[0069] All analyzed 470 determines whether the data received by receive 410 has been analyzed and redacted if necessary. If all of the data received by receive 410 has not been analyzed and redacted if necessary, execution moves to analyze 430. If all of the data received by receive 410 has been analyzed and redacted if necessary, execution moves to end 480.

[0070] Method 400 terminates at end 480.

[0071] ETsing method 400 requires that all data be analyzed by analyze 430 to determine whether redactions to the data should be made. The analysis from one recorded data (e.g., 134) cannot be applied to other recorded data (e.g., 114, 124, 154).

Method 500

[0072] Method 500 of FIG. 5 includes steps receive original data 510, receive policy 520, analyze 530, found 540, generate 550, all analyzed 560, and end 570. Analyze 530 includes machine analysis 532 and human analysis 534. Method 500 may be performed by a server, such as server 210.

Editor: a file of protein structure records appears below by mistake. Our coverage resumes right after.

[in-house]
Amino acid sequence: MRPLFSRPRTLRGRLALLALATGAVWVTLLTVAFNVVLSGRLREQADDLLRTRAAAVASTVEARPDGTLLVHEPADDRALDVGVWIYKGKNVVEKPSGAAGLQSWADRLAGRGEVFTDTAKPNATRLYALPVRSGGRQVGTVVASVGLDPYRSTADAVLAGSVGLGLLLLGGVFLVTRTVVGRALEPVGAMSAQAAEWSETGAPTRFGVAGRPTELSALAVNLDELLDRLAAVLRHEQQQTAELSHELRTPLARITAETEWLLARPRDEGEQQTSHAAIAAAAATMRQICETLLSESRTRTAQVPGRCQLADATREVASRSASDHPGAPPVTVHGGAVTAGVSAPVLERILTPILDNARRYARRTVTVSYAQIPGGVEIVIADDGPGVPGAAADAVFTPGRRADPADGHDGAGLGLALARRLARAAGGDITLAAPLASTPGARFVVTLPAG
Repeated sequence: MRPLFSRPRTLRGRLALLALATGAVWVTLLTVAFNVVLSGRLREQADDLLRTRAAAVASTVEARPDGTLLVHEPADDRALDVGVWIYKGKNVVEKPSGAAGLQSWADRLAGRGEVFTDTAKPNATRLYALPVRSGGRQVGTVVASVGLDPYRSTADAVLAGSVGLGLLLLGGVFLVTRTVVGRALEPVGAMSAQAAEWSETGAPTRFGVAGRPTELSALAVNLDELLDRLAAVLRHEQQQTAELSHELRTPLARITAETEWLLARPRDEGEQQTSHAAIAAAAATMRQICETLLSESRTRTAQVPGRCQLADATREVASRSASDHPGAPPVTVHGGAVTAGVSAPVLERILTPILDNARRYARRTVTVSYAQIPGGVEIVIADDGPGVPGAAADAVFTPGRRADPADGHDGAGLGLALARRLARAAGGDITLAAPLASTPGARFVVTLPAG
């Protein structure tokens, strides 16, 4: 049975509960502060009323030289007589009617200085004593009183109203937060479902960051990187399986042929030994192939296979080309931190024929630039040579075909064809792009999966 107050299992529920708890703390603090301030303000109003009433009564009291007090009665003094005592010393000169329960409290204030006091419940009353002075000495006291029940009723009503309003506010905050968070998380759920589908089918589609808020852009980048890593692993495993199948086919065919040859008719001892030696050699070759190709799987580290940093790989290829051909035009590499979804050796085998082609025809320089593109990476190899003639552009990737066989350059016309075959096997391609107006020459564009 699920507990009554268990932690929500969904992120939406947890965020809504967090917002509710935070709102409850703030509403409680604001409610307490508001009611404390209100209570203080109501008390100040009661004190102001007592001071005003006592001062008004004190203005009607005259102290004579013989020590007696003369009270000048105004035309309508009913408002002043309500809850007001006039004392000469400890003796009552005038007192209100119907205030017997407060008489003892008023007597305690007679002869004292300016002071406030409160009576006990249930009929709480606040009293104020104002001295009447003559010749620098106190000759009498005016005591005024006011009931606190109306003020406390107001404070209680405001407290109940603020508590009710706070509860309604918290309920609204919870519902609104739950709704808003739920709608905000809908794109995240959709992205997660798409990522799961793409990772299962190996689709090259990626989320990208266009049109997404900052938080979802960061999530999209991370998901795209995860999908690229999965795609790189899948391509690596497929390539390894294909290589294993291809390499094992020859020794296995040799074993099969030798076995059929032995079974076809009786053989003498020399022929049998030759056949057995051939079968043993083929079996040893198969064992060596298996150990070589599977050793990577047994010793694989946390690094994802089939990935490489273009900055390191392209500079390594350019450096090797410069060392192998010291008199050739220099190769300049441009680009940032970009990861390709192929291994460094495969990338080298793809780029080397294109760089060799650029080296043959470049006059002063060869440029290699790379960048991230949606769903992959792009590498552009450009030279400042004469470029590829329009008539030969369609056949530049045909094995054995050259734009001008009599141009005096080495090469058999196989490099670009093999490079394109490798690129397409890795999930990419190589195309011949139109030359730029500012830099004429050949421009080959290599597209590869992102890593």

Receive Original Data 510 [0073] Receive original data 510 performs the functions discussed above with respect to receive original data 410. Execution moves from receive original data 510 to receive policy 520.

Receive Policy 520

[0074] Receive policy 520 performs the functions discussed above with respect to receive policy 420. Execution moves from receive policy 520 to analyze 530.

Analyze 530. Machine Analysis 532. Human Analysis 534

[0075] Analyze 530 performs the functions discussed above with respect to analyze 430. Machine analysis 532 performs the functions discussed above with respect to machine analysis 432. Human analysis 534 performs the functions discussed above with respect to human analysis 434. Execution moves from analyze 530 to found 540.

[0076] The example of analysis performed by analyze 430 as discussed above is applicable to the analysis performed by analyze 530. For example, analyze 530 may be used to analyze recorded data 134 of FIG. 3. Recorded data 134 may be provided to method 500 as original data via receive original data 510. Analyze 530 uses the policy received by receive policy 520 to determine that no redaction of recorded data 134 is necessary during time periods 312, 316, and 320.